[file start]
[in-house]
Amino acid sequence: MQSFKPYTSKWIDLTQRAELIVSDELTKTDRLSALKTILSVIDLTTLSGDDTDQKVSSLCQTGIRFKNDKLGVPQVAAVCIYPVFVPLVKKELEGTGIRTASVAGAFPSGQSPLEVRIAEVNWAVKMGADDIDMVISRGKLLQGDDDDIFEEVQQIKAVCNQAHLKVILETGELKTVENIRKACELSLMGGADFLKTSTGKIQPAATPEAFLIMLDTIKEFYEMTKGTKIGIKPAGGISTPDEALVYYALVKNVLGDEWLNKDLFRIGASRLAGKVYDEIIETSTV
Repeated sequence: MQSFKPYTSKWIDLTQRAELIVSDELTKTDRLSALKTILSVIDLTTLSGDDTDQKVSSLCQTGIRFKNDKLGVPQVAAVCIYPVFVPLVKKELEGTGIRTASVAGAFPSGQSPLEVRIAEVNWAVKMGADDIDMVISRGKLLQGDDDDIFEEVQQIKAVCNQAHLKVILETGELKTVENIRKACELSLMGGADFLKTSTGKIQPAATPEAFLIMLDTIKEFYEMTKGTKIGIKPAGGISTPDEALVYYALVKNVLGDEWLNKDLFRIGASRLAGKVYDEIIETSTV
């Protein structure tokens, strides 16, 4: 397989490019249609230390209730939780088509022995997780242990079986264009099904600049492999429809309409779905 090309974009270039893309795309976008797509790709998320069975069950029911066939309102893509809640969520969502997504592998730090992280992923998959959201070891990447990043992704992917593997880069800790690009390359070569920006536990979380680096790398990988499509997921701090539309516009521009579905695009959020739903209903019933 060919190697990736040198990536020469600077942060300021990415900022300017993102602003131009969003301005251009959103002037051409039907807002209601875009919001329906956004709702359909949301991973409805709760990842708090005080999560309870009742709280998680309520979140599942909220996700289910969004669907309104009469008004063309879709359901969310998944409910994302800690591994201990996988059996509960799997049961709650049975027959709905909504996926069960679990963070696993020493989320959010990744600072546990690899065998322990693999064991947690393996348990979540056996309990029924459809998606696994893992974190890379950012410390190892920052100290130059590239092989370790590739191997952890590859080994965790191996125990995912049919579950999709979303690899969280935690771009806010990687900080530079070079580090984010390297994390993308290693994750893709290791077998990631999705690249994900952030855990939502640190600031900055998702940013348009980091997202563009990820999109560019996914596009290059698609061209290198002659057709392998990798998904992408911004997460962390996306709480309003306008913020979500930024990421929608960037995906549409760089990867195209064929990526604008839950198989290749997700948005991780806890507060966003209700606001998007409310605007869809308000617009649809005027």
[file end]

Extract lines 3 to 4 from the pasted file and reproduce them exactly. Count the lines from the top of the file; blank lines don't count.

Repeated sequence: MQSFKPYTSKWIDLTQRAELIVSDELTKTDRLSALKTILSVIDLTTLSGDDTDQKVSSLCQTGIRFKNDKLGVPQVAAVCIYPVFVPLVKKELEGTGIRTASVAGAFPSGQSPLEVRIAEVNWAVKMGADDIDMVISRGKLLQGDDDDIFEEVQQIKAVCNQAHLKVILETGELKTVENIRKACELSLMGGADFLKTSTGKIQPAATPEAFLIMLDTIKEFYEMTKGTKIGIKPAGGISTPDEALVYYALVKNVLGDEWLNKDLFRIGASRLAGKVYDEIIETSTV
């Protein structure tokens, strides 16, 4: 397989490019249609230390209730939780088509022995997780242990079986264009099904600049492999429809309409779905 090309974009270039893309795309976008797509790709998320069975069950029911066939309102893509809640969520969502997504592998730090992280992923998959959201070891990447990043992704992917593997880069800790690009390359070569920006536990979380680096790398990988499509997921701090539309516009521009579905695009959020739903209903019933 060919190697990736040198990536020469600077942060300021990415900022300017993102602003131009969003301005251009959103002037051409039907807002209601875009919001329906956004709702359909949301991973409805709760990842708090005080999560309870009742709280998680309520979140599942909220996700289910969004669907309104009469008004063309879709359901969310998944409910994302800690591994201990996988059996509960799997049961709650049975027959709905909504996926069960679990963070696993020493989320959010990744600072546990690899065998322990693999064991947690393996348990979540056996309990029924459809998606696994893992974190890379950012410390190892920052100290130059590239092989370790590739191997952890590859080994965790191996125990995912049919579950999709979303690899969280935690771009806010990687900080530079070079580090984010390297994390993308290693994750893709290791077998990631999705690249994900952030855990939502640190600031900055998702940013348009980091997202563009990820999109560019996914596009290059698609061209290198002659057709392998990798998904992408911004997460962390996306709480309003306008913020979500930024990421929608960037995906549409760089990867195209064929990526604008839950198989290749997700948005991780806890507060966003209700606001998007409310605007869809308000617009649809005027």